In his discussion of “the mirror and the map,” Sir Ernst Gombrich recites his memories of his native city Vienna and the Kunsthistorisches Museum and Naturhistorishes Museum facing each other with the monument to Maria Theresia in between. His fondness for art grew in the priceless collection of art in the Kunsthistorisches Museum with the Rembrandts, Titians, Rubens, and Bruegel, etc. Perhaps for the first time after many years, he traveled back to Vienna in his late years especially to talk to young art historians in his favorite setting speaking in his native German.
Usually writing in crystal clear Anglican prose, Gombrich’s chapter in The Image and the Eyeat begins for about the first dozen pages winding through complexities of very difficult thoughts, and one gains the sense he had lost his usual facility with the English language. The psychological conflict evident surely was triggered by the myth of art history the place represented. One immediately senses the rich history of this landmark of Vienna both aroused tremendous fond interest and clearly a mind of expansive breadth and profundity.
The traumatic difficulty with Gombrich’s chapter is the impossibility of reconciling a disproportionate relationship between the ideas he developed and the place where he first found them. He was faced with an illogical ground.
He describes of this setting the supplementary use of words to images. Words and pictures work interchangeably, one completing what the other cannot express. The most important association we have today with this understanding of representation has to do with technology. Yet, the overall psychology of people in the advanced world processes information in the very same way.
Just like our map of the Museums Platz represents a map in our minds, embodying a cultural myth, so too do we today universally think of systems of knowledge as mythical forms. Our thinking of any kind of knowledge required of us in any profession – a biotech scientist, engineer, physician, educator, wealth management adviser or financial analyist, lawyer, etc. – is at its basis mythical. Mythical thinking is the combination of images supplemented by the words we associate.
Photographs are myths. Our minds, which work to map our thoughts, are also like photographs. Roland Barthes writes in Mythologies, interchangeably our thoughts are served self-indulgence by utilizing photographs and maps as a means of consumption and social usage. The same may be said for the Museums Platz in Vienna. Our minds work upon a myth or map of reality.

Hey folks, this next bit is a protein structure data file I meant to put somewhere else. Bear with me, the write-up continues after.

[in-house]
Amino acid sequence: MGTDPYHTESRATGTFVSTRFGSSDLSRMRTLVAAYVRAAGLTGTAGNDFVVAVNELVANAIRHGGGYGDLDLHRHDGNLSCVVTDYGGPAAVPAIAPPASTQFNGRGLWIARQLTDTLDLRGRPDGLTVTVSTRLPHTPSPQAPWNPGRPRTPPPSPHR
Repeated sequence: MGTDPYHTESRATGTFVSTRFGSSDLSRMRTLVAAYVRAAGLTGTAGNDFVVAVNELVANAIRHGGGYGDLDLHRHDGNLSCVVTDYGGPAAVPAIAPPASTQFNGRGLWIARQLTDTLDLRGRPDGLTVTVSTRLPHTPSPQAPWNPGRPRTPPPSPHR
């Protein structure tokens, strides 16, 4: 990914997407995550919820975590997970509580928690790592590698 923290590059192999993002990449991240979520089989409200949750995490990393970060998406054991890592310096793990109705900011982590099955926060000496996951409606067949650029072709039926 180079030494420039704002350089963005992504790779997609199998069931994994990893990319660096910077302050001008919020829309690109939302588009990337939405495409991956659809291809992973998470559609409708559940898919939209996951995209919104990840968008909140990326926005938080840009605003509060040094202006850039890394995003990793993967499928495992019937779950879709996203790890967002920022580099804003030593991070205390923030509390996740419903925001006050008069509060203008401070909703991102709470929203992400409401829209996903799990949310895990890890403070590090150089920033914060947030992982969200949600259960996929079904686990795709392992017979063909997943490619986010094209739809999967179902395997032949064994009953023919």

We can all experience a slightly similar situation in our everyday or working lives. For example, professionals working with any knowledge base all know what it’s like to arrive at a position, which is somehow reliant upon but by necessity of the individual and circumstance becomes very different. Scientists speak of those shifts in paradigms in inventions, sudden and unanticipated breaks from the past. Barthes writes that the ground upon which we all work with myths is somehow emptied of its meaning, always asking for supplementary “nourishments;” it is a “death with reprieve.”
The mind works motivationally to supplement meaning to the ground of a map or model. Environmental engineers use soil science, biology and chemistry to solve environmental problems. The issues they face for public health and pollution control, for example, require censoring any distortions they perceive of the environment at stake and critical awareness of any prejudices, desires, or conceptions of history they carry within themselves. Anyone is predisposed to automatically filling in the meaning of a picture of something they have in mind.
Viewing photographs is probably the easiest way for us to learn about our myths deriving from perceptions and the mental maps we carry. Barthes tells us to ask ourselves of the way we are assuming things when we read into a photograph. In supplementing the meaning, we are filling in and completing an incomplete. We need to learn how we are appropriating an image for some particular use, and that use connects to any social situation.
In his excursis on maps, Gombrich’s essay transitions momentarily with this awareness of the myth of the map. About half way through his chapter or the mirror and the map, Gombrich gets to this point about “appearances” and the difference between objectivity and subjectivity in cartography. Perhaps it was that Gombrich came to the realization albeit not consciously that sometimes the old myths we embrace early in life can die. His situation as Holocaust emigre to Britain with a group of German speaking scholars at the Warburg Institute perhaps was in some ways a new beginning. Still, like the others there, including Aby Warburg, he looked back even while it brought upon a kind of personal and intellectual crisis. The man adhered to a great tradition his entire life and even claims at the end of the chapter:
“This is a pardonable over-simplification, but images may indeed teach us to recognize and specify a visual and emotional effect which has always been present in our experience. The search for these effects is much older than the science of psychology. It is known as the history of art.”